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One in three big investors expect an Irish default


CRISIS: Tim Geithner and IMF boss Christine Lagarde

CRISIS: Tim Geithner and IMF boss Christine Lagarde

CRISIS: Tim Geithner and IMF boss Christine Lagarde

MORE than one in three major investors believe that Ireland will ultimately default on its debt mountain, according to a new survey of institutional managers by Bank of America.

The calamitous euro debt crisis moved into a more dangerous phase as fears over a Greek default rocketed. More than 80 per cent of the global investors polled by Bank of America expect Greece to default, with 41 per cent predicting a default by Portugal.

The Greek debt crisis which erupted 18 months ago has been exacerbated by dithering politicians and ineffective measures. Last week, the US and China upped pressure on Europe to get the crisis under control.

Ham-fisted European leaders have said Greece is “indispensable” to the eurozone but continue to flub any credible rescue or restructuring plans. A concerted effort by five major central banks to provide dollar liquidity to the markets may deflect the onset of a second massive credit crunch and the collapse of major European banks.

By the end of last week, gauges of stress in the funding markets for European banks fell from levels last seen at the time of the Lehman Brothers collapse.

Shares in European banks rose sharply following the central bank intervention. However, the move by the central banks does not deal with the core problem of the solvency of Greece, Ireland and other weaker European countries.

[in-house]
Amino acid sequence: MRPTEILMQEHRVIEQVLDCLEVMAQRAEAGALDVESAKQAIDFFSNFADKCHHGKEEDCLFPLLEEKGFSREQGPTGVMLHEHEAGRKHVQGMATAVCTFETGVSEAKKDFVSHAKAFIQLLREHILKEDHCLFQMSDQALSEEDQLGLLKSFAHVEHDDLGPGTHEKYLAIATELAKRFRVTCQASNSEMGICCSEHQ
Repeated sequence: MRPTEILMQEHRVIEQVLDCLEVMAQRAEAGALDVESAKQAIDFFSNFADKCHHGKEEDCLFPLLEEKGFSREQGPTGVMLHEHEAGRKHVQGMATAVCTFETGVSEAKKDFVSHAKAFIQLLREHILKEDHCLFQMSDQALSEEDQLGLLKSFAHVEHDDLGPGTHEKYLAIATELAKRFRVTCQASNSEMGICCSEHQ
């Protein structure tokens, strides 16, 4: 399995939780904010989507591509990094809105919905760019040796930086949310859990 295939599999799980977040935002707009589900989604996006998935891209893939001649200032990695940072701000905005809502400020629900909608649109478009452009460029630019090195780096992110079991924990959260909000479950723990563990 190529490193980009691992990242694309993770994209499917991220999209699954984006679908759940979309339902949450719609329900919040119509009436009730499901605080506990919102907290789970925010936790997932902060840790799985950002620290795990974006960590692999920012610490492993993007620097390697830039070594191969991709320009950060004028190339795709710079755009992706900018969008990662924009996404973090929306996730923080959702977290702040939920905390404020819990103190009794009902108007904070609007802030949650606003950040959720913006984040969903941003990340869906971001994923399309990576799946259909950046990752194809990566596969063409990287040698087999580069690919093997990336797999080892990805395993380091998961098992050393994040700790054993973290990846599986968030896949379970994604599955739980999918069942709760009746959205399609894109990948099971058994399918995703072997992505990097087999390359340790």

A default by Greece may lead to the break-up of the euro as markets would turn on other weak countries if Athens is forced to pull out of the euro. As the two other bailedout countries, Ireland and Portugal could be next. “I’d put the chance of default over the next seven days at below 20 per cent, but over 70 per cent within a year,” Sandeep Dahiya, finance professor at Georgetown’s McDonough School of Business, told CNN last week.

A Greek default would lead to a collapse of the domestic banking system which would send shockwaves throughout Europe. Goldman Sachs has estimated that banks in peripheral countries would need up to €92bn to survive the shock. Citigroup’s figures are even more catastrophic, estimating that losses in Greece, Ireland, Portugal and Spain would trigger direct and indirect losses of almost €350bn — more than double the size of Ireland’s economy.

The cost of a euro break-up or of defaulting and leaving the euro could be as much as €44,000 for every Irish family in the first year, says Swiss investment bank UBS. The bank believes that a weaker country’s economy would collapse in value by up to 60 per cent following a euro exit and the creation of a new currency. Apart from a banking meltdown, companies would be forced to default on euro debts and international trade would implode as heavy tariffs would strangle exports to the eurozone.